Now that we have identified the cause of the disease, how severe and how contagious is it? The present $200 billion of delinquencies will grow to $400 billion or $500 billion next year because $570 billion more low, teaser-rate mortgages will reset to market and consume more than 50% of the borrowers' income. Therefore most of the loans will be foreclosed or restructured. Probably 1.5 million to two million families will lose their homes. Meanwhile, few lenders will put mortgages on the foreclosed houses, so the prices will plummet. Despite these tragedies, total losses will probably be less than 1% of household wealth and only 2% to 3% of one year's GDP, so this is not Armageddon. However, even prime jumbo mortgages will be more expensive and more difficult to obtain.

Similar excesses occurred in corporate debt markets. Leveraged buyouts were financed with few or no restrictive covenants and with some borrowers able to "toggle," or issue more bonds to pay interest in lieu of cash. The debt-to-cash-flow ratio hit record highs, and more than 60% of junk bonds issued are rated B or lower. Only 13% of high-yield issuance proceeds was for capital expenditures for expansion--87% went for sponsor dividends, stock buybacks, LBOs, or refinancings, none of which inherently advance credit worthiness. And this exotic lending paid only 2.5% to 3.0% more interest than Treasury bonds' 5.5%. Therefore investors received only 8% or 8.5% interest on bonds that had a 25% probability of defaulting, the same ignoring of risk as in subprime.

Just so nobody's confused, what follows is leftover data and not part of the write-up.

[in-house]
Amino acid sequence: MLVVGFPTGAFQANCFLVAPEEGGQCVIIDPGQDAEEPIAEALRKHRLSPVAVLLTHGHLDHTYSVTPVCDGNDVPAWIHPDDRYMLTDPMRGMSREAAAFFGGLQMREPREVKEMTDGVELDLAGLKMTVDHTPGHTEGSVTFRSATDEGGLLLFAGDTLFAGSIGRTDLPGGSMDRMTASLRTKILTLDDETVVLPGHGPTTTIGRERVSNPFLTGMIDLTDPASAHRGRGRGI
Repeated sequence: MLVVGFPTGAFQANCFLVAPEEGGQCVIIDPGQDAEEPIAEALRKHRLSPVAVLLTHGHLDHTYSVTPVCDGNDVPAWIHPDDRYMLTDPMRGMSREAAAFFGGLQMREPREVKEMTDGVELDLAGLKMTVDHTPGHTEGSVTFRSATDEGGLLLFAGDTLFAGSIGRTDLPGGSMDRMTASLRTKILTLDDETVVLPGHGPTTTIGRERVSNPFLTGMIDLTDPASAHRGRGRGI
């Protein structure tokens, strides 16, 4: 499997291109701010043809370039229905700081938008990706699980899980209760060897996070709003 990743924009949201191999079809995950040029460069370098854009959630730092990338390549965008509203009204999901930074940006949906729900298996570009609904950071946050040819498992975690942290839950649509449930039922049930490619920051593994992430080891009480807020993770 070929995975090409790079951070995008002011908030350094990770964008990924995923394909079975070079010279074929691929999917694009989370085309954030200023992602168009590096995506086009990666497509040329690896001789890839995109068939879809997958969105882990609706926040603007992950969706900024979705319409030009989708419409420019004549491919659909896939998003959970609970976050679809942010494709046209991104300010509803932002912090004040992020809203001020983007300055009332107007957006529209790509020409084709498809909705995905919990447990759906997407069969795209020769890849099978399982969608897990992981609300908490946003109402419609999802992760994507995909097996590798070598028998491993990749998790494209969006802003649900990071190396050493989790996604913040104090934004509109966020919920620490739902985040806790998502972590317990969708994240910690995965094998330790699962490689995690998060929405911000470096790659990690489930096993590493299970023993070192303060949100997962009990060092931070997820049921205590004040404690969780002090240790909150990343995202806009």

The cause was also the same. Wall Street made $100 of these credits into tranches of securities that sold for $102 or more. Again we had securitization pseudo-alchemy creating fool's gold. The weakest 5% or so of a $2 trillion universe of leveraged loans and high-yield bonds will crater. This is only 1% of GDP, but lending standards will tighten for a while, just as they did after the telecom bubble burst.

Because of this outlook, WL Ross portfolio companies raised $2 billion this year to eliminate outside financing needs. More recently, we provided a modest $50 million debtor-in-possession financing to American Home Mortgage, the tenth-largest subprime lender, as it entered bankruptcy. Ultimately, we will make a major move into mortgages, because lending to weak borrowers makes sense at premium rates with proper due diligence and appraisals. After Japan's real estate bubble burst, we used a similar strategy to rehabilitate Kansai Sawayake Bank. It was earning 17% a year on equity after one year, almost twice the return typical of a Japanese bank.
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Sachin Tendulkar gave the muhurat clap for 'Awwal Number' - that apart, he hasn't done much wrong in the last 20 yrs!

keep-it-cool

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Re: (Non Cricket) - On Risk, Liquidity, Subprime etc...- some viewpoints
« Reply #2 on: August 23, 2007, 11:15:25 AM »

Market corrections are coming.
Jim Rogers
Founder of the Rogers Raw Materials Index

We've had the worst bubble in credit we've ever had in American history. As the bubble got bigger and bigger, it spread to emerging markets and leveraged buyouts and all sorts of things. And it hasn't been cleaned out yet. I don't think you can have a bubble like this and clean it out in six months or even a year. It has always taken longer.

Look at homebuilders, for instance. Historically, when an industry goes through a retrenchment like this, you have two or three big companies going bankrupt and most of the companies in the industry losing money for a year or two or three. Well, we haven't gotten anywhere near that in the homebuilding business, so I think that bottom is a long way off. As far as the credit bubble, we have another several months, if not more, of mortgages that are going to reset and people who are going to find themselves with even higher monthly payments. There are many, many more losses to come, most of which we won't know about for weeks or months.